Tag Archives: guadaloupe

The Patron Saint of Mexico City

This is one of our saints, and the mini-story of how he became a saint…

He was named for Guadaloupe, kind of like the virgin Mary; she was a great virgin or something… but she’s different, not like any of the saints that we (Catholics) have, she’s more distinctly Native American, her symbol is these thorny thorny roses that only grow in the deserts in Mexico.

Anyway, the man left and she came to him, and when he came back he tried to tell everybody what had happened; what he had seen and what she had said to him. But he was an Indian so no one believed he’d seen a virgin, and he went to her and she told him as long as he had faith, everything would work out. So he returned to his people again, and told them that everything would be good, that they would be blessed by God if they were faithful…

After he spoke, on his poncho appeared an image of the virgin, and then out form under it fell roses––her special thorny symbolic roses––a sign that she was actually there. And then people believed him…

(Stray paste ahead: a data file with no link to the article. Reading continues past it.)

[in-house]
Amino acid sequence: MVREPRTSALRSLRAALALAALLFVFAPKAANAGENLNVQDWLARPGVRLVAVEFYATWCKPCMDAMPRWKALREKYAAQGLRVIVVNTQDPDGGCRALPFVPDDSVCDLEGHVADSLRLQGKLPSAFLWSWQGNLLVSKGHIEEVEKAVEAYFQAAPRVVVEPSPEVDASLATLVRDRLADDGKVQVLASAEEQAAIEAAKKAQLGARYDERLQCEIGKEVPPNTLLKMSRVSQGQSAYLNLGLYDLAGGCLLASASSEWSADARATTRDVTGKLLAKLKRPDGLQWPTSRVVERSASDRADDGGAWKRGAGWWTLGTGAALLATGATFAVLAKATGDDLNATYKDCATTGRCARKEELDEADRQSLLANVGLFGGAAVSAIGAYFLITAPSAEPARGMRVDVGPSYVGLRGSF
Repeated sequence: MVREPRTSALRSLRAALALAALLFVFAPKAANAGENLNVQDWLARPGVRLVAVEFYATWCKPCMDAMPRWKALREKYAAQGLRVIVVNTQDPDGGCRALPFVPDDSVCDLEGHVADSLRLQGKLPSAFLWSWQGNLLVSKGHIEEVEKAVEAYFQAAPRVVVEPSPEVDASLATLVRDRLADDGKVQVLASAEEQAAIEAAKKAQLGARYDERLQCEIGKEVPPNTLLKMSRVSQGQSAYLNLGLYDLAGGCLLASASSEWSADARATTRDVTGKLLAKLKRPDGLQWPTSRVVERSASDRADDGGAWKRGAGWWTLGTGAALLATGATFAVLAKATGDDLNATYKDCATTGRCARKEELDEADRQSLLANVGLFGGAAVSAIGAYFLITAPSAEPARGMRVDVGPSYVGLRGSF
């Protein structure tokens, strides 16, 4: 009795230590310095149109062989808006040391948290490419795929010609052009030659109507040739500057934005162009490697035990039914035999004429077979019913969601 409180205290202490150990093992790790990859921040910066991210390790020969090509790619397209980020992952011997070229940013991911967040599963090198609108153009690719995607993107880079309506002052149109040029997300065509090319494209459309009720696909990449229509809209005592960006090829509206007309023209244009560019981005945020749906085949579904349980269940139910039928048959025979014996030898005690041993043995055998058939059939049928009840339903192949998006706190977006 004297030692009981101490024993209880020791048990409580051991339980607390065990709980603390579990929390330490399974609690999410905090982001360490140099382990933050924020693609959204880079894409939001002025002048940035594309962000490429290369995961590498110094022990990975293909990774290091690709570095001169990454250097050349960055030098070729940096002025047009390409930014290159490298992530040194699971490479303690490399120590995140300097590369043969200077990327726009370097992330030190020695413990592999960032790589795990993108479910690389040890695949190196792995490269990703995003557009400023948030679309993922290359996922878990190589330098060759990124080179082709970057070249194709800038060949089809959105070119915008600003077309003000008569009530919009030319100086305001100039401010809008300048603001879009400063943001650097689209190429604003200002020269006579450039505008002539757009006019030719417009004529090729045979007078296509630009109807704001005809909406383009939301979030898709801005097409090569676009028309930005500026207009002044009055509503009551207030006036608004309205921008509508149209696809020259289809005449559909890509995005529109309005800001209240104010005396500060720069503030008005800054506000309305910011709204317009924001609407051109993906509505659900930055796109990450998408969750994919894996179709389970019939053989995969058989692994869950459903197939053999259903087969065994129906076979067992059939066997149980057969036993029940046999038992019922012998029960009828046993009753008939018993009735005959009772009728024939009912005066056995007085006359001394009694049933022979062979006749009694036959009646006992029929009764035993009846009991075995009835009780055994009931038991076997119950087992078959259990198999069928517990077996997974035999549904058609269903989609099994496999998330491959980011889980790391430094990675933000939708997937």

Now she’s like the patron saint of Mexico City and that’s what our nativity stories and stuff were based on afterwards.


How did you come across this folklore: “I refer to these as “sketchy stories from my (step)father”/sketchy things he did when I was a kid…”

Other information: “My dad has a lot of stories like these, but my mom was big on not sharing them, or letting us hear them—so I heard this in my teens, when were allowed (finally) to ask and he would actually answer… my mom said it would invite bad people/things to us or something…”

This shows the incorporation of religion into folk mythology, where eventually no one questions its truth, which is transcended by its meaning. If you remain faithful, things will work out. This story actually bears strong resemblance to a traditional biblical story (for example, Moses in the Old Testament). The way my informant found out about this piece of folklore also reflects the conflict between mainstream society and minority folk groups, in this case the folklore was hidden from the second generation to protect them from being stigmatized.